The early years of the Church are crowded with giants—St. Ambrose, St. John Chrysostom, St. Augustine, Tertullian, St. Jerome, St. Basil, St. Gregory of Nyssa and St. Gregory of Nazianzus—the list just keeps going on and on.
But who was the ‘first great theologian’?
It’s a name that’s probably not unfamiliar to contemporary Catholics who may recall that St. Irenaeus took on the Gnostics and other heretics in his aptly titled work, Against Heresies. In fighting against one of the earliest heresies, he demonstrated the existence of an orthodoxy and a church hierarchy willing to enforce it. In terms of sheer chronology, he arrives on the scene as the first great theologian of the Church—a fact that lends some additional weight to his statements on the Eucharist, Mary and salvation, Rome and Church authority. Given his place in the timeline of early Church history—Irenaeus derived much of his theology from Polycarp, a student of the Apostle John, and Irenaeus, in turn, influenced St. Ambrose, who converted St. Augustine—it seems hard to overstate his theological importance.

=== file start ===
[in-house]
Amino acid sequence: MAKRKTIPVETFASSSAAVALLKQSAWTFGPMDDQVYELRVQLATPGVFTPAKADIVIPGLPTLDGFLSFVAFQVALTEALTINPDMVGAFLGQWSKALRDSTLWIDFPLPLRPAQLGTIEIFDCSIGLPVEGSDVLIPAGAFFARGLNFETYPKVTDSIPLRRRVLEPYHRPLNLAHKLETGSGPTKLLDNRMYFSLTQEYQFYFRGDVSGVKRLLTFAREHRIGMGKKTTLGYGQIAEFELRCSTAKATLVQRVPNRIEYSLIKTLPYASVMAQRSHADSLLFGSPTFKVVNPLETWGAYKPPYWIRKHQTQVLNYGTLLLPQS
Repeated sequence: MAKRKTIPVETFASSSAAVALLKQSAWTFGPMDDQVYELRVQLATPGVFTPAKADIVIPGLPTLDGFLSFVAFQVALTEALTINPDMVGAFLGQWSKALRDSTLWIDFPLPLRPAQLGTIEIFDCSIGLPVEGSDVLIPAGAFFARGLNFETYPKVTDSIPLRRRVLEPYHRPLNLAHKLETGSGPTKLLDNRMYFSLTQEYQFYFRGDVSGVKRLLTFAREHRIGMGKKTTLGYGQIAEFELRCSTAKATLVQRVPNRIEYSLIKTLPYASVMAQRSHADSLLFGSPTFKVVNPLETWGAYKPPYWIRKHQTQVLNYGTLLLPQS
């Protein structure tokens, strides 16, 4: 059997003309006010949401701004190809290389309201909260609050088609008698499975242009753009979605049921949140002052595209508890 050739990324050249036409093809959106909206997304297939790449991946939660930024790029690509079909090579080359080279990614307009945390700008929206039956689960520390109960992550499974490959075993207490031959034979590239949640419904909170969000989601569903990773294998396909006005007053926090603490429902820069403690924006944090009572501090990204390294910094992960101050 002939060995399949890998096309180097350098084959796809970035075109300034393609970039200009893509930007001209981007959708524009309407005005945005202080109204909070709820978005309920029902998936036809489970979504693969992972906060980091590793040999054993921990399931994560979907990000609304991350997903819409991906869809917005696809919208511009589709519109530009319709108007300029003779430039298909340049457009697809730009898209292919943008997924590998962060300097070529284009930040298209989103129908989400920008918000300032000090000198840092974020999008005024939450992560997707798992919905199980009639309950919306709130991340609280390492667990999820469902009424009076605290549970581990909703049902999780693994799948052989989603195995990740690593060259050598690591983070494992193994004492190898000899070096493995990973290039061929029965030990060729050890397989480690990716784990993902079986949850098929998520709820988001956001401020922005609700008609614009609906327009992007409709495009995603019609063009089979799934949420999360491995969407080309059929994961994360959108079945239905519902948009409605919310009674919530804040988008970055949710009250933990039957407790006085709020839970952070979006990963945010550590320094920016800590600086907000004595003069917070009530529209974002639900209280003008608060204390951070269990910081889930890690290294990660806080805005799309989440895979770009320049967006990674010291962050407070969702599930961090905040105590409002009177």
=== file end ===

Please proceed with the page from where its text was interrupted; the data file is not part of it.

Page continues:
It’s clear to anyone who’s reading Irenaeus honestly that already in the second century AD, he had a fully developed understanding of the Real Presence, even though he did not use that term; that the basic outline of Catholic Mariology was already present in his writings; and that the primacy of Rome was already fixed in the early Christian consciousness. His statements on such issues argue compellingly against the Protestant stereotype that they were the concoctions of a corrupt medieval Catholicism.
Below are links to some key excerpts on these topics:
■ The Eucharist: It’s clear from reading excerpts, such as the ones here and here, that St. Irenaeus had a clear idea of the doctrine of the Real Presence—and he draws what he sees as a vital connection to the resurrection. According to Irenaeus, it is only by truly eating the Body and Blood of Christ, that we can be assured that we will also partake in the resurrection.
■ Authority of Rome: Irenaeus speaks of a “tradition derived from the apostles, of the very great, the very ancient, and universally known Church founded and organized at Rome by the two most glorious apostles, Peter and Paul … which comes down to our time by means of the successions of the bishops. For it is a matter of necessity that every Church should agree with this Church, on account of its preeminent authority, that is, the faithful everywhere, inasmuch as the tradition has been preserved continuously by those who exist everywhere.” No question here about the primacy of Rome or the beginnings of the Petrine office.
■ The New Testament Canon: Irenaeus is also a key source for the early New Testament canon. Click here for more about his importance in this area.